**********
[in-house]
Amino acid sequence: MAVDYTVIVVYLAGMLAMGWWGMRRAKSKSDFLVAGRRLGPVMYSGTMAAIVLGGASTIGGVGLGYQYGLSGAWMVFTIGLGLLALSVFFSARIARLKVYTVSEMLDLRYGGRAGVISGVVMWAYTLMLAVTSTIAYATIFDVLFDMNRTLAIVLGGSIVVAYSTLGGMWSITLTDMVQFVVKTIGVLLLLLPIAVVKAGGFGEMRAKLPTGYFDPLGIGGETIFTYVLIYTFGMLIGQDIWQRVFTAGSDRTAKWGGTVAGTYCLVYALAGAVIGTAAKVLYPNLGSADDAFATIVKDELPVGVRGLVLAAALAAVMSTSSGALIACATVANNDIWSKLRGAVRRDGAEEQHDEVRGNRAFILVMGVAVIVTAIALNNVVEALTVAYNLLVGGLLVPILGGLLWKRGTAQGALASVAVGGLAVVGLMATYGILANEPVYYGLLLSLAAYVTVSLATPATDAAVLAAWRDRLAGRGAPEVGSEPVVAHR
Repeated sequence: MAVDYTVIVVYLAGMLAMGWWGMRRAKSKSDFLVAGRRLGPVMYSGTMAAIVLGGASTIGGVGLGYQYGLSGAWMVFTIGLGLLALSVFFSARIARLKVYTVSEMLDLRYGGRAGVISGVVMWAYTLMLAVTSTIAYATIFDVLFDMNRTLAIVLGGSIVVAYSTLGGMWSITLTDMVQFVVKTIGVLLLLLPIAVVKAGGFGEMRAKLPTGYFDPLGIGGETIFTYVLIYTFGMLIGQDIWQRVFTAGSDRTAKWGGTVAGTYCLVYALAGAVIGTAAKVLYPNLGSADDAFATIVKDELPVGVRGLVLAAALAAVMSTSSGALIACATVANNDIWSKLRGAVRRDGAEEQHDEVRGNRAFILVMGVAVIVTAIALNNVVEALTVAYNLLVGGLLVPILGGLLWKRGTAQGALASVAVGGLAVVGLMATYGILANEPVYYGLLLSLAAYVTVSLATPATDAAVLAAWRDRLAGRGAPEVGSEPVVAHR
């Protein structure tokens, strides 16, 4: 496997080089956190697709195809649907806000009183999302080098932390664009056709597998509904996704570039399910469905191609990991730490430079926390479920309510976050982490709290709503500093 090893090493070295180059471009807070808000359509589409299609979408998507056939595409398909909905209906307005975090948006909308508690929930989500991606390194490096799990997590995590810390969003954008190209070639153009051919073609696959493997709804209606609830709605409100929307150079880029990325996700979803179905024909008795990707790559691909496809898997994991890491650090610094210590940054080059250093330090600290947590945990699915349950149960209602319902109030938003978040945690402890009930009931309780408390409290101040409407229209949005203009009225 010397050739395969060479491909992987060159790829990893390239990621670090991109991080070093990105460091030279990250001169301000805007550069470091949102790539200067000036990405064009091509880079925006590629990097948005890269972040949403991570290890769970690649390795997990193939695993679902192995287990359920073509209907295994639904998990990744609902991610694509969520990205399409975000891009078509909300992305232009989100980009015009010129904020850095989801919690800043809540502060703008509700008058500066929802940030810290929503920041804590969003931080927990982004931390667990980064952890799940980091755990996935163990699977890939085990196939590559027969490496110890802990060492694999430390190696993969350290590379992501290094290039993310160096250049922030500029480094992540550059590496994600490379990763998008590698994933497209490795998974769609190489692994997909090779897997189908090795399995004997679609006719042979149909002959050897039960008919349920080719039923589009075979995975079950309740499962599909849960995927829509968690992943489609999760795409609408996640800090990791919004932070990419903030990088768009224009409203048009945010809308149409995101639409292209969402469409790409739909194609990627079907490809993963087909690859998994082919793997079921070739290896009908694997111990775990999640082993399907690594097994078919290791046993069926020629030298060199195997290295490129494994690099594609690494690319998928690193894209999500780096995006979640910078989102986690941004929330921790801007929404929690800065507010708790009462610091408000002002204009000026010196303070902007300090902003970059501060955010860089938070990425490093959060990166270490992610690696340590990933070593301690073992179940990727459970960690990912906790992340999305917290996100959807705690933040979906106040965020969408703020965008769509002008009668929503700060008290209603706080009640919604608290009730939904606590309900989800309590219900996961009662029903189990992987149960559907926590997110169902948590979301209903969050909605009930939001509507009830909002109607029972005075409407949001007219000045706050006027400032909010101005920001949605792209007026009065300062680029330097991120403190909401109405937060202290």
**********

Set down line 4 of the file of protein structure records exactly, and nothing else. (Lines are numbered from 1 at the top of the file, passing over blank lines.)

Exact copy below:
């Protein structure tokens, strides 16, 4: 496997080089956190697709195809649907806000009183999302080098932390664009056709597998509904996704570039399910469905191609990991730490430079926390479920309510976050982490709290709503500093 090893090493070295180059471009807070808000359509589409299609979408998507056939595409398909909905209906307005975090948006909308508690929930989500991606390194490096799990997590995590810390969003954008190209070639153009051919073609696959493997709804209606609830709605409100929307150079880029990325996700979803179905024909008795990707790559691909496809898997994991890491650090610094210590940054080059250093330090600290947590945990699915349950149960209602319902109030938003978040945690402890009930009931309780408390409290101040409407229209949005203009009225 010397050739395969060479491909992987060159790829990893390239990621670090991109991080070093990105460091030279990250001169301000805007550069470091949102790539200067000036990405064009091509880079925006590629990097948005890269972040949403991570290890769970690649390795997990193939695993679902192995287990359920073509209907295994639904998990990744609902991610694509969520990205399409975000891009078509909300992305232009989100980009015009010129904020850095989801919690800043809540502060703008509700008058500066929802940030810290929503920041804590969003931080927990982004931390667990980064952890799940980091755990996935163990699977890939085990196939590559027969490496110890802990060492694999430390190696993969350290590379992501290094290039993310160096250049922030500029480094992540550059590496994600490379990763998008590698994933497209490795998974769609190489692994997909090779897997189908090795399995004997679609006719042979149909002959050897039960008919349920080719039923589009075979995975079950309740499962599909849960995927829509968690992943489609999760795409609408996640800090990791919004932070990419903030990088768009224009409203048009945010809308149409995101639409292209969402469409790409739909194609990627079907490809993963087909690859998994082919793997079921070739290896009908694997111990775990999640082993399907690594097994078919290791046993069926020629030298060199195997290295490129494994690099594609690494690319998928690193894209999500780096995006979640910078989102986690941004929330921790801007929404929690800065507010708790009462610091408000002002204009000026010196303070902007300090902003970059501060955010860089938070990425490093959060990166270490992610690696340590990933070593301690073992179940990727459970960690990912906790992340999305917290996100959807705690933040979906106040965020969408703020965008769509002008009668929503700060008290209603706080009640919604608290009730939904606590309900989800309590219900996961009662029903189990992987149960559907926590997110169902948590979301209903969050909605009930939001509507009830909002109607029972005075409407949001007219000045706050006027400032909010101005920001949605792209007026009065300062680029330097991120403190909401109405937060202290």